The silver lining to the July decline and the Yankee debacle was that it forced the front office to realize that acquiring relief arms at the deadline was no longer a luxury, but a necessity. The voices clamoring for bullpen help were getting louder, and lo and behold the front office acted. First by acquiring the 36-year old, right handed reliever, Sergio Romo. In Romo the Twins acquired a proven winner with a nasty slider that killed right handed hitters. The general feeling, though, was that the Romo acquisition wasn’t enough and we needed more arms. Then, in the 11th hour of the trade deadline, news broke that the Twins acquired veteran reliever, Sam Dyson, and things were looking up for this bullpen. Dyson was arguably the best arm that was moved at the deadline and filled the missing setup man role for the Bomba Squad. Falvey and Levine got us the help we needed, we were primed for a resurgent second half of the season, and the bullpen coaster reached its final peak. Or so we thought...




Valley #2: Damaged Goods


While the Romo acquisition was looking like a slam dunk for the Twins, the Dyson experiment was not quite looking the same. In his first appearance with the Twins on August 3rd, Dyson didn’t record a single out, allowed 3 runs, and posted a -0.46 WPA. The following day, after a second straight shaky performance, Dyson was placed on the injured list with bicep tendonitis in what turned out to be a chronic issue that he had been experiencing since before coming to Minnesota (AND DIDN’T TELL ANYONE?!). At this point Twins fans across Minnesota feared that Dyson was damaged goods, and finally on September 26 their fears were realized when Dyson was shut down for good. What was the final piece to the Twins bullpen turned out to be a net-negative and Minnesota was once again stuck in a valley, needing guys from within the organization to hold on for dear life as they fought for the AL Central crown.




Peak #3: Late Season Resurgence


The Twins needed the current crop of arms in the organization to step up in Dyson’s absence, and step up they did. The group that got it done for the Twins in August and September was a mix of guys who contributed throughout the year (Duffey, Rogers and May) along with a group of kids who played far above their age and expectations (Littell, Stashak and Graterol). The bullpen coaster peaked, though, on September 14 when the Twins played a bullpen game to complete a double header sweep of the Indians and all but seal up the AL Central. After 3.2 mediocre innings from Lewis Thorpe, the Twins blanked the Indians for the final 5.1 innings thanks to scoreless outings from Stashak, Graterol and May. Overall, in August and September the Twins bullpen posted a 3.51 FIP, best in the American League. The unit that Twins fans thought would cost them the division ended up winning them the division in a bullpen game. Pretty cool.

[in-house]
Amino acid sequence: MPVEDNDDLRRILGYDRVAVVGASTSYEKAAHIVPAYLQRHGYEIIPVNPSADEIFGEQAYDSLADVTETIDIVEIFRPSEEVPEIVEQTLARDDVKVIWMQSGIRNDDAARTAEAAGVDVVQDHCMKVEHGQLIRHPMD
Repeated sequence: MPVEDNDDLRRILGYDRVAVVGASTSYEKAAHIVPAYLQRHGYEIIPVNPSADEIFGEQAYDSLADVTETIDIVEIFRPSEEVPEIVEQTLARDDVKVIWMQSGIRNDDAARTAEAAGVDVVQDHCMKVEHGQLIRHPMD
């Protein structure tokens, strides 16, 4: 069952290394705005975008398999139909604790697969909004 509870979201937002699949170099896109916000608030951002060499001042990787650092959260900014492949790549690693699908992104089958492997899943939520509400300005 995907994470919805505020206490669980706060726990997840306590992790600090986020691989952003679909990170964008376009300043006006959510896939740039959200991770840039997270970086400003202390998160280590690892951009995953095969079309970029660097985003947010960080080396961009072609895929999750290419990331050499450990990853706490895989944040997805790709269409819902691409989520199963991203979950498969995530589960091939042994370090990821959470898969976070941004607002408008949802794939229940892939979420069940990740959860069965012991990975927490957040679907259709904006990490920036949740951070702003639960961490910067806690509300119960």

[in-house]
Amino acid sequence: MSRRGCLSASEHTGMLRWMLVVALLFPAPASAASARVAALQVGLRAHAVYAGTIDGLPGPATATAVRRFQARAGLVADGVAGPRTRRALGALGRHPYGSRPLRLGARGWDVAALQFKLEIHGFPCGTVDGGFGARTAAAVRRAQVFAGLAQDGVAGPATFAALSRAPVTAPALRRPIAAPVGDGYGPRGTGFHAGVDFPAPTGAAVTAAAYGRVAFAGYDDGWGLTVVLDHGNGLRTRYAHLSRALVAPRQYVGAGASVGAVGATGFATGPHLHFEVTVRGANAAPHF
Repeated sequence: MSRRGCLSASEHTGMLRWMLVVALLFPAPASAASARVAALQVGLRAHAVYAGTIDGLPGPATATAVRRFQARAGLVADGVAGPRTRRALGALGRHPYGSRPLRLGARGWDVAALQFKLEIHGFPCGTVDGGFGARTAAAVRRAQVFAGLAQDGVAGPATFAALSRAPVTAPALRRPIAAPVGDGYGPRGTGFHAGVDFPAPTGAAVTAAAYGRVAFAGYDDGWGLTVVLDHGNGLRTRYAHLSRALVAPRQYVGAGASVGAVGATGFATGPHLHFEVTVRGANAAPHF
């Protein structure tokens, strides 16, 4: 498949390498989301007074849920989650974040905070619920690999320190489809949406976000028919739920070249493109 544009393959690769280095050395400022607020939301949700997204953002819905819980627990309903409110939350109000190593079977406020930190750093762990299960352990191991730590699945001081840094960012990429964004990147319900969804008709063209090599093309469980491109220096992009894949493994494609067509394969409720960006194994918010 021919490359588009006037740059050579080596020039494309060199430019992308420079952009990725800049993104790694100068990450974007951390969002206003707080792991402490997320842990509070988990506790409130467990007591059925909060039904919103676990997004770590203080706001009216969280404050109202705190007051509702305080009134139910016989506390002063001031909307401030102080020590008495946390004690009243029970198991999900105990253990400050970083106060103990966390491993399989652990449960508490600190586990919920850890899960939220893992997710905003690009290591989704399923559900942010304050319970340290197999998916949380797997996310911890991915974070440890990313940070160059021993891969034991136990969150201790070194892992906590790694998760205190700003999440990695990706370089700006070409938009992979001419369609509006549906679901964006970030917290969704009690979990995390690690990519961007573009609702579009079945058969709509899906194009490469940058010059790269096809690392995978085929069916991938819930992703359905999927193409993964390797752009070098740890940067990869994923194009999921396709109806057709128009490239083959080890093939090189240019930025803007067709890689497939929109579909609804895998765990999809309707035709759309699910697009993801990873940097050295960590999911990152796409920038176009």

Valley #3: October Disappointment


Heading into the Playoffs, the Twins had a plethora of question marks. They had just two viable starting pitchers, Arraez’s ankle was a question mark, Kepler hadn’t played in weeks, the list goes on and on. What Twins fans were confident in, though, was our group of bullpen arms. The same group that carried the team through August and September seemed primed to carry them through October. The narrative flipped quickly, though, when Baldelli brought in Zack Littell to start the fifth inning of game one. Littell clearly was not up to the moment as he faced three batters, while allowing two runs. The next inning, Baldelli brought in Cody Stashak who allowed home runs to LeMahieu and Gardner to seal a game one loss. Game two of the ALDS was even worse for the Twins bullpen thanks mostly in part to Tyler Duffey serving up a grand slam to Gregorius, all but ending the game (and series) before it even started. All in all, the Twins bullpen posted a 7.56 ERA in 25 innings and, unfortunately, the bullpen coaster ended the 2019 campaign in a valley.


You can say a lot of different things about the 2019 season for the Minnesota Twins bullpen, but you can’t say that it was boring. As you can see, the season was truly a roller coaster ride unlike any that I can remember. Although we ended 2019 in a valley, I look forward to the 2020 group climbing up the chain and reaching new peaks.